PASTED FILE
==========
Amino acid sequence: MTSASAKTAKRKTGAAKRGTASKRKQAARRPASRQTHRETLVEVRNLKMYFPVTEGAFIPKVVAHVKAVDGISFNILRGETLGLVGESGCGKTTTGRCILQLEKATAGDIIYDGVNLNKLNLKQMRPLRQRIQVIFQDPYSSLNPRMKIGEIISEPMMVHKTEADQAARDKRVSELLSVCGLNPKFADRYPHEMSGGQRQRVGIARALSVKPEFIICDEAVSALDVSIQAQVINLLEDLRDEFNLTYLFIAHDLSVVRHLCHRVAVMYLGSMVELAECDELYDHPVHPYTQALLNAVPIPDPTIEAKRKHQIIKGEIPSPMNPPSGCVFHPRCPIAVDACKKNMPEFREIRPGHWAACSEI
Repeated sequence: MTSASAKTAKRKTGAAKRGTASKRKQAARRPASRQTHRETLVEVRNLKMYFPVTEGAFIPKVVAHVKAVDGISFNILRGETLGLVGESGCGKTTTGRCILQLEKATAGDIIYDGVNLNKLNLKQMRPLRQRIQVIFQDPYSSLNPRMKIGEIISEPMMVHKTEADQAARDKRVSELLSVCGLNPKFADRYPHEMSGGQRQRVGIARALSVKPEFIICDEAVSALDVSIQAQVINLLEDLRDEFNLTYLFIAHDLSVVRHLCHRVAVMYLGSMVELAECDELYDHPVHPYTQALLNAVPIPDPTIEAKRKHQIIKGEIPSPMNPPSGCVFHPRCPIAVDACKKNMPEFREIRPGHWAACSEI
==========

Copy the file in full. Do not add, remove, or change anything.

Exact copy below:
Amino acid sequence: MTSASAKTAKRKTGAAKRGTASKRKQAARRPASRQTHRETLVEVRNLKMYFPVTEGAFIPKVVAHVKAVDGISFNILRGETLGLVGESGCGKTTTGRCILQLEKATAGDIIYDGVNLNKLNLKQMRPLRQRIQVIFQDPYSSLNPRMKIGEIISEPMMVHKTEADQAARDKRVSELLSVCGLNPKFADRYPHEMSGGQRQRVGIARALSVKPEFIICDEAVSALDVSIQAQVINLLEDLRDEFNLTYLFIAHDLSVVRHLCHRVAVMYLGSMVELAECDELYDHPVHPYTQALLNAVPIPDPTIEAKRKHQIIKGEIPSPMNPPSGCVFHPRCPIAVDACKKNMPEFREIRPGHWAACSEI
Repeated sequence: MTSASAKTAKRKTGAAKRGTASKRKQAARRPASRQTHRETLVEVRNLKMYFPVTEGAFIPKVVAHVKAVDGISFNILRGETLGLVGESGCGKTTTGRCILQLEKATAGDIIYDGVNLNKLNLKQMRPLRQRIQVIFQDPYSSLNPRMKIGEIISEPMMVHKTEADQAARDKRVSELLSVCGLNPKFADRYPHEMSGGQRQRVGIARALSVKPEFIICDEAVSALDVSIQAQVINLLEDLRDEFNLTYLFIAHDLSVVRHLCHRVAVMYLGSMVELAECDELYDHPVHPYTQALLNAVPIPDPTIEAKRKHQIIKGEIPSPMNPPSGCVFHPRCPIAVDACKKNMPEFREIRPGHWAACSEI